Bonito flakes are another umami-rich ingredient from Japan that is at the core of washoku cooking. Not only is it one of two main ingredients that make up traditional dashi (the other being kombu), but it is also used as a topping for various dishes like tofu and takoyaki. The deep, distinct flavor comes from dried-and-then-smoked skipjack tuna that is shaved into tissue-thin flakes with a bonito mandolin.

When shopping for bonito flakes, it is important to match the size of the flakes to how you will use them in your recipe. If you would like to make dashi from scratch, then it is best to buy larger bonito flakes; as a topping for classic washoku dishes, smaller bonito flakes are more appealing to the palate.

Panko Bread Crumbs

panko bread crumbs

Image Source: Amazon.co.jp

In Japanese cooking, panko bread crumbs are primarily used for a group of dishes collectively called agemono (panko-covered meats, fish and vegetables). It is possible to make fresh panko, however for most home cooks it is recommended to buy dried panko, which offers convenience and a long shelf life.

You may find panko at your local Asian grocer, but we also suggest trying Rice Panko manufactured by Tainai, which has received high customer rankings on both Amazon and Rakuten for its crisp and flaky texture, minimal need for frying oil, and safety for people with wheat allergies.

Hijiki

hijiki

Image Source: Amazon.co.jp

Japanese dishes featuring hijiki offer a distinct flavor of the sea paired with the health benefits of fiber, vitamins and minerals. There are two types of dried hijiki available in Japan, and it is helpful to know which one you are buying if you are new to cooking Japanese cuisine. Me-hijiki is the harvested bud of the hijiki seaweed while naga-hijiki is the harvested stem. The difference between the two is not in the taste but in the texture. Naga-hijiki is chewier and takes longer to rehydrate in water when preparing. Depending on the dish you are making, you will typically find that softer me-hijiki compliments raw salads and the more fibrous naga-hijiki is excellent in simmering stews.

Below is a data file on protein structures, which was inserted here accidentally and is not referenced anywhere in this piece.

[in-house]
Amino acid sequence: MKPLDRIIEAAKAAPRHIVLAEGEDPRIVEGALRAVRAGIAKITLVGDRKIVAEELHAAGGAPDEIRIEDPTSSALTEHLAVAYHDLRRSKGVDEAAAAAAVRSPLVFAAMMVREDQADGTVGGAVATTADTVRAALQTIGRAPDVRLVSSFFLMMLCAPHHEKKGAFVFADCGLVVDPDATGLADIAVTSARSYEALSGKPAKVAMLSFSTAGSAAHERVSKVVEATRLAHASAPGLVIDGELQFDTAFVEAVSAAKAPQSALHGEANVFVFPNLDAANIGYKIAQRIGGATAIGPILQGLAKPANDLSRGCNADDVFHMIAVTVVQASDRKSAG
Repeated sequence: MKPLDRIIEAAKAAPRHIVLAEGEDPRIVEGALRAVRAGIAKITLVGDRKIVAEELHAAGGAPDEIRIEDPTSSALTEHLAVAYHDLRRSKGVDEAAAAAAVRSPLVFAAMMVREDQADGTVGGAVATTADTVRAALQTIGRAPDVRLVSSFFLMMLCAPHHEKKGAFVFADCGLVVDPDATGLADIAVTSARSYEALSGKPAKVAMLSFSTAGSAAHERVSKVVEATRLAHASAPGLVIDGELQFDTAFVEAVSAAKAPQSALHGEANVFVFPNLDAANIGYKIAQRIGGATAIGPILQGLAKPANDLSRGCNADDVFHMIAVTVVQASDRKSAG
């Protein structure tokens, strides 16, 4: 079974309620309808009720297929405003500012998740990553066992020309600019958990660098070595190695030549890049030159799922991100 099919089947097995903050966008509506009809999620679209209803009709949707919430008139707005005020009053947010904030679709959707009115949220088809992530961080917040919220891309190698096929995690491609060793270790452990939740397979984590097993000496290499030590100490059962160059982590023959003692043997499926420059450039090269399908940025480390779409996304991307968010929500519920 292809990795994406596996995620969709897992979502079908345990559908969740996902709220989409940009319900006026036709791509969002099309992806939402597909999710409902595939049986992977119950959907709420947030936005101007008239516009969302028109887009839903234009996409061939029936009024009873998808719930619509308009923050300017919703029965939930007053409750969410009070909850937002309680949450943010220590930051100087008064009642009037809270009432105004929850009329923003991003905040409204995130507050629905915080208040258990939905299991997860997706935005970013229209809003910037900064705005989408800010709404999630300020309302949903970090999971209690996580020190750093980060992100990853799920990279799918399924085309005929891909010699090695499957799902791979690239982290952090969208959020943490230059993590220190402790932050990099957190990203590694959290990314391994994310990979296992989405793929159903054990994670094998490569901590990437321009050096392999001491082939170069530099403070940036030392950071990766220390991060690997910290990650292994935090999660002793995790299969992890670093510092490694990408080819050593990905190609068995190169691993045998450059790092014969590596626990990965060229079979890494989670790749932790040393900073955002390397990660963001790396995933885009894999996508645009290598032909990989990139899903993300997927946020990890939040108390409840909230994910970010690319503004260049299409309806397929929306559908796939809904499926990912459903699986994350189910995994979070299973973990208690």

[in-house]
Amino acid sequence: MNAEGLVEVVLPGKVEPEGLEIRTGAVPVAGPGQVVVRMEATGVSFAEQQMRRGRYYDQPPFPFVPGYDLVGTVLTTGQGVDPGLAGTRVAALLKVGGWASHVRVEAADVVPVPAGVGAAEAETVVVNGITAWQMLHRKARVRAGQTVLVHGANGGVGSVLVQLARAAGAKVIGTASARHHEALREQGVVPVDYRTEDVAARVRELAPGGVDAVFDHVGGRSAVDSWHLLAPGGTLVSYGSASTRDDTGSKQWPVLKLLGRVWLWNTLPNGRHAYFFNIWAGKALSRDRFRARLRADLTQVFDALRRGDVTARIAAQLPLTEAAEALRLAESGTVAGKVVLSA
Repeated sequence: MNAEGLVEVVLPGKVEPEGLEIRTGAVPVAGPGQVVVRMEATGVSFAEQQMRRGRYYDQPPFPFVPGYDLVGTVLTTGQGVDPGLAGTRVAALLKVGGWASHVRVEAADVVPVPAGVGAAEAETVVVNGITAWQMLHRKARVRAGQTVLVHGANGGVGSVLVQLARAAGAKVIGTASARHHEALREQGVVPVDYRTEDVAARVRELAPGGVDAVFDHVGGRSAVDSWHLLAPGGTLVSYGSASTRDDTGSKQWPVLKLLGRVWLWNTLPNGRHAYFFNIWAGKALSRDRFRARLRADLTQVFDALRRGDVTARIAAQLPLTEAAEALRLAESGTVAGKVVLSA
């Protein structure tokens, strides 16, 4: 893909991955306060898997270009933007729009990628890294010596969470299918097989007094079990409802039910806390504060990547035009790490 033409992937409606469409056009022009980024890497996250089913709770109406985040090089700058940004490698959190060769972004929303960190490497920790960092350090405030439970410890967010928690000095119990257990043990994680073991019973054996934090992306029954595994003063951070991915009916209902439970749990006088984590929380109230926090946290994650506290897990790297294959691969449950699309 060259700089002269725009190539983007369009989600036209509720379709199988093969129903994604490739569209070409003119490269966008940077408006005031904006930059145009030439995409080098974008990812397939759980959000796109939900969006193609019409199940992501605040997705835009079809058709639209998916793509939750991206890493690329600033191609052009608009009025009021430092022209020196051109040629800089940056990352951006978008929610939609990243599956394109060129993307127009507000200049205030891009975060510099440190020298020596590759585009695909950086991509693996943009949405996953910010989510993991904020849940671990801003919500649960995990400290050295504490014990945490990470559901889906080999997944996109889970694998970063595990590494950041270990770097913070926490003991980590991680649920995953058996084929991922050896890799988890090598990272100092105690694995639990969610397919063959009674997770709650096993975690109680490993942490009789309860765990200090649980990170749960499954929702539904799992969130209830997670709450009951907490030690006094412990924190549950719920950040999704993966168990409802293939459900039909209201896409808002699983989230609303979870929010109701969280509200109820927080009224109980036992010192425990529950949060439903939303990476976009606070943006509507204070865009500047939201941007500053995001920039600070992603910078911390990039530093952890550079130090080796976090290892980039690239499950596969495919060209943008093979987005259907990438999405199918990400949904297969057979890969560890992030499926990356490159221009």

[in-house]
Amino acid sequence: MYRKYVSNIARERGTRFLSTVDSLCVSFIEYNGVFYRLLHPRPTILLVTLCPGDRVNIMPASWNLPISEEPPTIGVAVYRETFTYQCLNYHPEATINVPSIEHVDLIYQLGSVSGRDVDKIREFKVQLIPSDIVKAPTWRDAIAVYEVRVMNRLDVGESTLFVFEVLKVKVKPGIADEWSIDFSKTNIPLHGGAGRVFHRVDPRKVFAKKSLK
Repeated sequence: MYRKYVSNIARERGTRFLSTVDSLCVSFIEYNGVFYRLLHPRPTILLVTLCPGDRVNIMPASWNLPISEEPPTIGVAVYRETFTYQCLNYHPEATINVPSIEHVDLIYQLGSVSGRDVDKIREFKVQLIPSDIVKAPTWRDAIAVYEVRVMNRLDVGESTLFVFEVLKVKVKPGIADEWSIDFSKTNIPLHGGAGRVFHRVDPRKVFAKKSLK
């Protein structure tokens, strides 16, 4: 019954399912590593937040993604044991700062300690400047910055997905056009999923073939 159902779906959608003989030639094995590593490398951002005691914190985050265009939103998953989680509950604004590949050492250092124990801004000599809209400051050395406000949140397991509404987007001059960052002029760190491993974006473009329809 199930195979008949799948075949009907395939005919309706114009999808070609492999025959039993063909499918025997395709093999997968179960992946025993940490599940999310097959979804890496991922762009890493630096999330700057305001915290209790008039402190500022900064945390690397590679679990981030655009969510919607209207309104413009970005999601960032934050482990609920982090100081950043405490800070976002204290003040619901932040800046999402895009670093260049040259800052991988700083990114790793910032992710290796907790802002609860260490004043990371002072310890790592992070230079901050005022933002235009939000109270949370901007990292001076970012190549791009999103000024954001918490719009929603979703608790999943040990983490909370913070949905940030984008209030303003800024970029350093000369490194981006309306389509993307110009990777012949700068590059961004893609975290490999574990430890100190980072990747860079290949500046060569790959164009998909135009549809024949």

Furikake

furikake

Image Source: Amazon.co.jp

Much like dashi, chefs around the world have recently reinvented furikake as a new seasoning for Western-style cuisine. Traditionally furikake is used to spice up a bowl of plain rice or mixed in a rice ball for an on-the-go snack. Today, recipes can be found in cookbooks and online that suggest adding it to pasta, fried foods, meat rubs and even snack mixes.

Because furikake could be considered an “every man’s” seasoning in Japan, even high-quality brands are reasonably priced. Marumiya’s Noritama Furikake, which pairs the flavors of seaweed and eggs, has been popular among Japanese households for over 50 years. Also, Nagatanien offers furikake variety packs that let you sample the tastes of Japan without becoming overwhelmed with too much of a good thing.

Buy High-Quality Japanese Ingredients from Japan

The 8 Japanese ingredients listed here are only some of the many high-quality products available in Japan. It can be difficult to know whether or not you’re buying the best, but fortunately FROM JAPAN connects you with Japan’s Amazon and Rakuten online shops where you can quickly see star ratings by Japanese customers. Even without ratings, Japan’s demand for quality ingredients means that whichever brand you buy, you’re likely to be satisfied with your purchase.

Be adventurous and add some new flavors to your table by searching FROM JAPAN for high-quality Japanese ingredients!

Please confirm with your country’s appropriate authorities prior to placing your order that the international food items you would like to import from Japan are not classed as prohibited or restricted for shipment to your receiving country.